The technology has been in use since the early / mid-2000s, and is a useful supplement to various monitoring systems or as stand-alone monitoring of exposed mountain sides. Campaigns repeated over a certain period can quantify both size and movement pattern in unstable mountain sides or subsidy / sentences. The radar can also be used for continuous monitoring of unstable mountain sides, so that any acceleration in the movement can be detected and notified.
Similar to satellite-based radar surveillance (InSAR), the differences in the radar signal between scenes taken at different times are used to detect displacement. Ground-based radar has, in contrast to satellite-based, a fixed location for all measurements at a locality, so that there is no contribution from the terrain in the radar signal. This reduces the sources of error in the measurements and enables the use of all the data over a long period of time.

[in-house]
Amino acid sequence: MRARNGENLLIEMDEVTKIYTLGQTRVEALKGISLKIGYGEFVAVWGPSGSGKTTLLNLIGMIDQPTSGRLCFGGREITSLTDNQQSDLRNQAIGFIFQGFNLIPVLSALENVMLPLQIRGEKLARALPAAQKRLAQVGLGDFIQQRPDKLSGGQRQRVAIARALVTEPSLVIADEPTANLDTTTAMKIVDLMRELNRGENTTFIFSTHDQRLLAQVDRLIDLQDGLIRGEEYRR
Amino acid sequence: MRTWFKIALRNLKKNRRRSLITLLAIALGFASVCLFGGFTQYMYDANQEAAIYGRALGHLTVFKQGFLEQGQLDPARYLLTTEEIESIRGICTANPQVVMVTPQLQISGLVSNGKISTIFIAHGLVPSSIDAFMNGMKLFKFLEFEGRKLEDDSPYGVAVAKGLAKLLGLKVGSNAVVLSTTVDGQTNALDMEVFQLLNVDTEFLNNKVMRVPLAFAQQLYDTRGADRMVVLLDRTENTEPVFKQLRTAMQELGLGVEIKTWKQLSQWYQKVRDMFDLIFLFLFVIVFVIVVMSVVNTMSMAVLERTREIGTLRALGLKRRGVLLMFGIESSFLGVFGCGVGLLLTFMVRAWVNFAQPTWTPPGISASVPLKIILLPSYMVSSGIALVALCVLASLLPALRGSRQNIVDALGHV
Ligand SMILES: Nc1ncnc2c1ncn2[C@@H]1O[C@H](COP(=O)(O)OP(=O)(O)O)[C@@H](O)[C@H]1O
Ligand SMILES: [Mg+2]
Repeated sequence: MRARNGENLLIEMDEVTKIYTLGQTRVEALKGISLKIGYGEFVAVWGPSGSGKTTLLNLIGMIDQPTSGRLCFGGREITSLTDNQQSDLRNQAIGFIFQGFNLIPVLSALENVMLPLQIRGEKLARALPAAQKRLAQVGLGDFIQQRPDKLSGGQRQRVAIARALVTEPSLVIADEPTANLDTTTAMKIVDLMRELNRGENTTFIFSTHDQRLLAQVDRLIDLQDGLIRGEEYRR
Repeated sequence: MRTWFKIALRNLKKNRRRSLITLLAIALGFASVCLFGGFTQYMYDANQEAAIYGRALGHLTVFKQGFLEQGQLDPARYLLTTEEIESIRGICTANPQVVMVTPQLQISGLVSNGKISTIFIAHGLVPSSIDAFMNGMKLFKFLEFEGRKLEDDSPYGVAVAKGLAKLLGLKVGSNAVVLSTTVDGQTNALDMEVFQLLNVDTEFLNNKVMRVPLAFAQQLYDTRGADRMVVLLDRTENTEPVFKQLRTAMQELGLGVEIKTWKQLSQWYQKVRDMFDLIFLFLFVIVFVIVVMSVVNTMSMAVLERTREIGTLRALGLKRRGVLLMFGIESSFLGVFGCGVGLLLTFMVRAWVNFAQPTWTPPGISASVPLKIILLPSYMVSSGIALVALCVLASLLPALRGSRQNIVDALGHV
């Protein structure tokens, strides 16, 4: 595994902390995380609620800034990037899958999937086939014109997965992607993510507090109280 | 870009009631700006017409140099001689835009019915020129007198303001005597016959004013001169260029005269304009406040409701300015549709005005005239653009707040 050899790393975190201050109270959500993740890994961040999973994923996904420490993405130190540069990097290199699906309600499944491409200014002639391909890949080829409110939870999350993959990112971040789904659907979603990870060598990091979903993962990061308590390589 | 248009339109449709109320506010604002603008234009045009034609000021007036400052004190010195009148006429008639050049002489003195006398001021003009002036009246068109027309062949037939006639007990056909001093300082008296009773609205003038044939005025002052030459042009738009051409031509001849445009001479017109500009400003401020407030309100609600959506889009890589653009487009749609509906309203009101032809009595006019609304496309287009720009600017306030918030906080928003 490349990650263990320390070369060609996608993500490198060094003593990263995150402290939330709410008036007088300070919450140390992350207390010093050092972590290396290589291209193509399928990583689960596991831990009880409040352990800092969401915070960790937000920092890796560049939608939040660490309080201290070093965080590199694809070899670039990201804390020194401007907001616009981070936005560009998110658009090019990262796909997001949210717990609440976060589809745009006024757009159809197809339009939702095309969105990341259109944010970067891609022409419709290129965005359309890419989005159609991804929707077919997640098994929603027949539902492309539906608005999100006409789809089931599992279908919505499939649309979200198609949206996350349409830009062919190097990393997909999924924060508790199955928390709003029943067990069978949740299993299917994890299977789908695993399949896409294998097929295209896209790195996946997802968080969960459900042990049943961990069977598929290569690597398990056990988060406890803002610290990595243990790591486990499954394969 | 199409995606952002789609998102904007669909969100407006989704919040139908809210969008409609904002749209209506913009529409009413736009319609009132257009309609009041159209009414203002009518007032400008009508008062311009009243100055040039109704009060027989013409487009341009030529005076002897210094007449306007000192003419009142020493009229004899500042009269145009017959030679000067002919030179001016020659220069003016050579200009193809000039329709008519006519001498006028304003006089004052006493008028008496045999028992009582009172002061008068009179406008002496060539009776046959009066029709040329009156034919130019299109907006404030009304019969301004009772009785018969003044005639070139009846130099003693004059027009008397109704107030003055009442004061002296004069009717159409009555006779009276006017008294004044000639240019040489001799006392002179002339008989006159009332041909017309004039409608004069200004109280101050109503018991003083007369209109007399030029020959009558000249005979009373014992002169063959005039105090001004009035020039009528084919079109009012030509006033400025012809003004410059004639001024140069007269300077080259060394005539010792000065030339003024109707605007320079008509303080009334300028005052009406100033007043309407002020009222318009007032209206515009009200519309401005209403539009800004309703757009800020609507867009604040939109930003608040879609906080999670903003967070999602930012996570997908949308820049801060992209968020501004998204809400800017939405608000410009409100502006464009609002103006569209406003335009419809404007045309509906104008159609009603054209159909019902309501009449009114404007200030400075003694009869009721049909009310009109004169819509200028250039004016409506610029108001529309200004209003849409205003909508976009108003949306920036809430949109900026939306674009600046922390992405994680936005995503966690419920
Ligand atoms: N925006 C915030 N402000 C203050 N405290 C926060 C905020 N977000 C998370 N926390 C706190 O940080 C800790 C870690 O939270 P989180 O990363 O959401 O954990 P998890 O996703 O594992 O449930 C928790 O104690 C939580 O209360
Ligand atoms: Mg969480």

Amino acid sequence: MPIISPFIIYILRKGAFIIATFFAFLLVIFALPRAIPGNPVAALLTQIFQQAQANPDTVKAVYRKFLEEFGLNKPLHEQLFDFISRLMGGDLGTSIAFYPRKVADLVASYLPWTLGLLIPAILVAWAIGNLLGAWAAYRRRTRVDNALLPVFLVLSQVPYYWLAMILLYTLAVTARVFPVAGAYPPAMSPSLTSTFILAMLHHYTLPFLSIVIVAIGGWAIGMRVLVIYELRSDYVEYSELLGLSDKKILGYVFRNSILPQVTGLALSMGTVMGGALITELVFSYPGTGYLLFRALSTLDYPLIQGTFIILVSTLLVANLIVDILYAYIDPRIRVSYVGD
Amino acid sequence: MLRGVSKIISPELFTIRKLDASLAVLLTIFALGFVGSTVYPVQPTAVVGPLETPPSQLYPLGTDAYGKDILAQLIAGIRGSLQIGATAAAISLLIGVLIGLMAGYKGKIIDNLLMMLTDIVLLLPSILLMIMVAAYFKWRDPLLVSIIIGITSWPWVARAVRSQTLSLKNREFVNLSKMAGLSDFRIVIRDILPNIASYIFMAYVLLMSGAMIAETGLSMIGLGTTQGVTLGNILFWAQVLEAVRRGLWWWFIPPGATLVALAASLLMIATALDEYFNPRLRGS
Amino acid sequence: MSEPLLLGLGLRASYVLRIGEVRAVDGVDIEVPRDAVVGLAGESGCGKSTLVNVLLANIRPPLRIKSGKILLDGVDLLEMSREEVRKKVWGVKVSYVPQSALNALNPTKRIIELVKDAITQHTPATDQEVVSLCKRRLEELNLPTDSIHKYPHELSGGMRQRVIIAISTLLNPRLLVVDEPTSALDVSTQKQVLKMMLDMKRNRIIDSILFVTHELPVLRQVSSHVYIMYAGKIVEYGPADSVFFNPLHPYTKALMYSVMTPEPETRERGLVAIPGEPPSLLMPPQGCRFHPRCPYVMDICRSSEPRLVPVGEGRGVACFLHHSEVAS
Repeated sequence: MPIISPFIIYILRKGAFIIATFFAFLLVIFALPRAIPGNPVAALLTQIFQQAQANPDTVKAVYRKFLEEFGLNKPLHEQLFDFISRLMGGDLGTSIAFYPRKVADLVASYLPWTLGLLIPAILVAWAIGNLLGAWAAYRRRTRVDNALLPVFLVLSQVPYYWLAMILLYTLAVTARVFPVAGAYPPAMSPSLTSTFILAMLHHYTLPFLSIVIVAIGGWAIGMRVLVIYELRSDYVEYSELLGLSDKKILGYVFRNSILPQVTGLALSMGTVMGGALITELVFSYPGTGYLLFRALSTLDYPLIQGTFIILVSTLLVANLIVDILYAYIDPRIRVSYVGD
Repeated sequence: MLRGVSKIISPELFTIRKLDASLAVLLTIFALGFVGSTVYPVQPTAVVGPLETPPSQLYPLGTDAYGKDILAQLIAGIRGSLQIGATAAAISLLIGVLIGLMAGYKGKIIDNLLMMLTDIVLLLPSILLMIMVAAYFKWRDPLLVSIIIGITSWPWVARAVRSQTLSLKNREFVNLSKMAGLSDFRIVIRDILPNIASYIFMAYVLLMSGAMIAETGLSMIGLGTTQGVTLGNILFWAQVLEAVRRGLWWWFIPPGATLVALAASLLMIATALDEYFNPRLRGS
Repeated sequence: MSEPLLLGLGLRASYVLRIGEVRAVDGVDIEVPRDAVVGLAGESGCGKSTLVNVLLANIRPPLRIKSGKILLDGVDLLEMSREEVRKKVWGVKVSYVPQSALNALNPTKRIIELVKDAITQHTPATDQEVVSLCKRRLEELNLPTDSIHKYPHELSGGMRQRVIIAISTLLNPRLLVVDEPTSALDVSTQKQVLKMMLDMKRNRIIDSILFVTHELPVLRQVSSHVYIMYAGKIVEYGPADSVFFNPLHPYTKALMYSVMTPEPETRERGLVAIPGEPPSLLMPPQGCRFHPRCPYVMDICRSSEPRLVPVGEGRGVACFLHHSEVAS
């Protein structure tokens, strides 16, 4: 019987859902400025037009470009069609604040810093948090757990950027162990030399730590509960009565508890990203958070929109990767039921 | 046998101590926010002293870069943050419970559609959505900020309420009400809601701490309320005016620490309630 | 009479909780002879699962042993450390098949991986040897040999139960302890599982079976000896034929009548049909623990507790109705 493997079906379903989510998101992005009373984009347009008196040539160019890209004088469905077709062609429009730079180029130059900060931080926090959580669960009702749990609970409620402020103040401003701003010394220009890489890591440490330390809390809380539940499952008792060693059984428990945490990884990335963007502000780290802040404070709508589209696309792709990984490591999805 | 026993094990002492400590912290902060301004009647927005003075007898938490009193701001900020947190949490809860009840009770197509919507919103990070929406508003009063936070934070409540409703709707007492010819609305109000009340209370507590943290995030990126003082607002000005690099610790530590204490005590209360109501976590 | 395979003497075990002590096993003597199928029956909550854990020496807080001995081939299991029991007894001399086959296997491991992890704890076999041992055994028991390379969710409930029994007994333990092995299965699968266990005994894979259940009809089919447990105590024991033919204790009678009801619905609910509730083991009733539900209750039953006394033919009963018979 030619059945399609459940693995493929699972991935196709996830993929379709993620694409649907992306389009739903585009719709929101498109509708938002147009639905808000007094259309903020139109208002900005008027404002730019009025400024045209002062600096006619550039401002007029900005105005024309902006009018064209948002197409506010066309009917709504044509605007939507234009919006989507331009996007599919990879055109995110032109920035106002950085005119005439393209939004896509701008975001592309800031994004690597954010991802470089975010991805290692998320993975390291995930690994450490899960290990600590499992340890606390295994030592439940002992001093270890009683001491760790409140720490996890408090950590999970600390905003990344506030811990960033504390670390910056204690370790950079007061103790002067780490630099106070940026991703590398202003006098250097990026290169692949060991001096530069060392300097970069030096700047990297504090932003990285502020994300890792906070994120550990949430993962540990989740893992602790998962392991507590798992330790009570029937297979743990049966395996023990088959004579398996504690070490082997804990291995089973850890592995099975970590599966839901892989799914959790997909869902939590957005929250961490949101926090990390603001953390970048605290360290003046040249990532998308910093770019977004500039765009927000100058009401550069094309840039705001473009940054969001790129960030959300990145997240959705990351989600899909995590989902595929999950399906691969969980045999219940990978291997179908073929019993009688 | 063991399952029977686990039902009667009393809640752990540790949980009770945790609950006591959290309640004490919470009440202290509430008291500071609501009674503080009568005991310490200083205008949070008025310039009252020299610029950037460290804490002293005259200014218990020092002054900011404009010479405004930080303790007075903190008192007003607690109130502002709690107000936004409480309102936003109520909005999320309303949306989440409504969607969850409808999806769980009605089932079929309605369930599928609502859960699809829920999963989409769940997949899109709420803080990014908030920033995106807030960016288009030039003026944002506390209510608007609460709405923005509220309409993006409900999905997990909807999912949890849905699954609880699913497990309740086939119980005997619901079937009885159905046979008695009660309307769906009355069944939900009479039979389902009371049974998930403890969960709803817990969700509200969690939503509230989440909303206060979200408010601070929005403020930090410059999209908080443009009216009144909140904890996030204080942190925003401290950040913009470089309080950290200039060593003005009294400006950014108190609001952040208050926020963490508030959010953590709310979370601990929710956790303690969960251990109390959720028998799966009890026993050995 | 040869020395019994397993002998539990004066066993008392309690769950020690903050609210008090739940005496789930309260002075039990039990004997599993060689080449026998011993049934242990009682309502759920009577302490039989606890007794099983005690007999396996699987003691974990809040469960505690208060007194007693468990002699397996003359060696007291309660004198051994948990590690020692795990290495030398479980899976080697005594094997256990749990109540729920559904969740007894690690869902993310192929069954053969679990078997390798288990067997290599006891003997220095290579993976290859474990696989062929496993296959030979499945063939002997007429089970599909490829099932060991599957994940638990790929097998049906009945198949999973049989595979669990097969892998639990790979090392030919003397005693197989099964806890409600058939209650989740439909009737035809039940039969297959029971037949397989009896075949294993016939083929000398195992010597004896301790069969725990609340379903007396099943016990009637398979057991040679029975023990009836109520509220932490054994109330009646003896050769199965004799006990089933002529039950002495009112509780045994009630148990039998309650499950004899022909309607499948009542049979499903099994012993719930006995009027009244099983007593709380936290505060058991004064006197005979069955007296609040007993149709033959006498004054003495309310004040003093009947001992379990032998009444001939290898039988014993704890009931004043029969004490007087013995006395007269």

GPRI at NGI
NGI's activities related to ground-based interferometric radar are mainly focused on the detection of movements on steep mountain slopes. The aim is to identify areas with displacement, quantify the size of this displacement and to monitor any accelerations. It is also possible to monitor infrastructure and other types of structures.